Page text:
2. Wherever possible, Commissioners will present major reports in person to senior officers of the two governments, preferably at the Cabinet level.

  3. Commissioners and, where appropriate, advisers and staff will maintain adequate liaison with all relevant agencies of the two governments to ensure that the Commission and the governments are aware of their respective concerns and priorities, and particularly to encourage the governments to make full use of the Commission and respond to its advice. To the extent possible, similar contacts will also be pursued with state, provincial and municipal governments, as well as aboriginal authorities.

  4. The Commission and its boards and similar bodies will give particular emphasis to the Commission's responsibility to alert governments to emerging issues that have the potential to generate disputes. Existing boards and the proposed international watershed boards must play a key role in this process, and resources must be dedicated for the production of such special reports as may be required.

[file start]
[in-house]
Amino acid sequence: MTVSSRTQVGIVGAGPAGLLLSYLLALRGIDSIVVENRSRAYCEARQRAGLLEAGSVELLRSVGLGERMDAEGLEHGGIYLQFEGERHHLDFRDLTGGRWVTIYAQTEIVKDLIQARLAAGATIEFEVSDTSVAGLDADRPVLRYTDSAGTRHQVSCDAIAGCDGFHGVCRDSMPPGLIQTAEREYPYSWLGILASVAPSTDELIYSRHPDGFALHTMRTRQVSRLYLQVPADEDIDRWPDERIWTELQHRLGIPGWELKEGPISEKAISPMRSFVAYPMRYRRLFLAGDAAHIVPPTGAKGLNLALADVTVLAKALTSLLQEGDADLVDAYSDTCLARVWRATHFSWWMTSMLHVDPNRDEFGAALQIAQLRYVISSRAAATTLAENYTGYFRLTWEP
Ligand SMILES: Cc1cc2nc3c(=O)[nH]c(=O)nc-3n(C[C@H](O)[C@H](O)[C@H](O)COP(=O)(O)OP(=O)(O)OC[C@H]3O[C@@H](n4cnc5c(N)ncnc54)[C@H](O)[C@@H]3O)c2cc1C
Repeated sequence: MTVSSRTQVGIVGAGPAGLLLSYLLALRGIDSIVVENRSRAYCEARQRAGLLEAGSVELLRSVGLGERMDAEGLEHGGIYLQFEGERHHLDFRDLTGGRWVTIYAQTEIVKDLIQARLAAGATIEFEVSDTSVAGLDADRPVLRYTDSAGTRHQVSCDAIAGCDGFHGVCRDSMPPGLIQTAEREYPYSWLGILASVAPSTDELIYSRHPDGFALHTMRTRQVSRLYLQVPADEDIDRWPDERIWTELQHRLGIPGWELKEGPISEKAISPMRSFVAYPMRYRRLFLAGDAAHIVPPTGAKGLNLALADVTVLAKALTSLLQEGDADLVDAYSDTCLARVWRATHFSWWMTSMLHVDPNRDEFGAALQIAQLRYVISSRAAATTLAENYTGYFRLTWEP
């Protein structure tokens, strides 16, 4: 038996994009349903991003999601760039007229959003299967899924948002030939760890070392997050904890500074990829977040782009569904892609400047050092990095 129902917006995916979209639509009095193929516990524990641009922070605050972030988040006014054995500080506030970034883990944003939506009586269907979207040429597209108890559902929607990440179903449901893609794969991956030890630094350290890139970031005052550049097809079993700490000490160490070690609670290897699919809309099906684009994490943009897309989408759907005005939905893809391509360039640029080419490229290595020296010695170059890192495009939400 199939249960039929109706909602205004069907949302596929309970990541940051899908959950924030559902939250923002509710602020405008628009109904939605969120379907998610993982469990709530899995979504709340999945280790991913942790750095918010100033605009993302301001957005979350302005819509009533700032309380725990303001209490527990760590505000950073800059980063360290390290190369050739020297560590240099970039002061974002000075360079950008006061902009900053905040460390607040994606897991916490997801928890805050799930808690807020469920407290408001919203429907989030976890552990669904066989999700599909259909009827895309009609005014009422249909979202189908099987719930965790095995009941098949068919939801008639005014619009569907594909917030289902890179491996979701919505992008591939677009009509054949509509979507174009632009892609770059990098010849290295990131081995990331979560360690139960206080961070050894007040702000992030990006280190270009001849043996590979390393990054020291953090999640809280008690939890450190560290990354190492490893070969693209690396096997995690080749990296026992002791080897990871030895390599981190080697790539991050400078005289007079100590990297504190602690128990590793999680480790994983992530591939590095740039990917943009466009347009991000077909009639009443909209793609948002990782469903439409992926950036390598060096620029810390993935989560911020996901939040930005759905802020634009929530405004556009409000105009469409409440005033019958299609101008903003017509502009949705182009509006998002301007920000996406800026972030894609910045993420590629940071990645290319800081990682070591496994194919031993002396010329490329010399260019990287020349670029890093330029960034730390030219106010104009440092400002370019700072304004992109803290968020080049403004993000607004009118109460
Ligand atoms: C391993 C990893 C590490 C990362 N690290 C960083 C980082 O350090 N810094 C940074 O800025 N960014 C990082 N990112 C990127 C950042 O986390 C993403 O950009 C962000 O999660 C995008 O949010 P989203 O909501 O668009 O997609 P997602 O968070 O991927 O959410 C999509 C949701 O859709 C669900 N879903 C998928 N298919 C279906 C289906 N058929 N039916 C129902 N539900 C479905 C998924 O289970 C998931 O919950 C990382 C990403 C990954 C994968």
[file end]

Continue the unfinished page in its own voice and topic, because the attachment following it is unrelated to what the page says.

1. The Commission will develop communications strategies and practices that stimulate public awareness of its work and encourage substantive responses to its advice to governments. Commission reports are to be professionally copy-edited and widely publicized as soon as possible, where appropriate. Boards are to get credit for their reports.

  2. Commissioners must give greater attention to communications matters, under the leadership of the Public Information Committee. Particular attention must be given to FOCUS and the Internet and better use made of the forums they provide.
Relations Between the Three Offices

  1. The two section secretaries and the regional director will consult regularly to ensure effective communications, teamwork and cooperation between the Commission's offices in Ottawa, Washington and Windsor. In addition, the two Co-Chairmen will also have periodic discussions with the regional director in person or by conference call.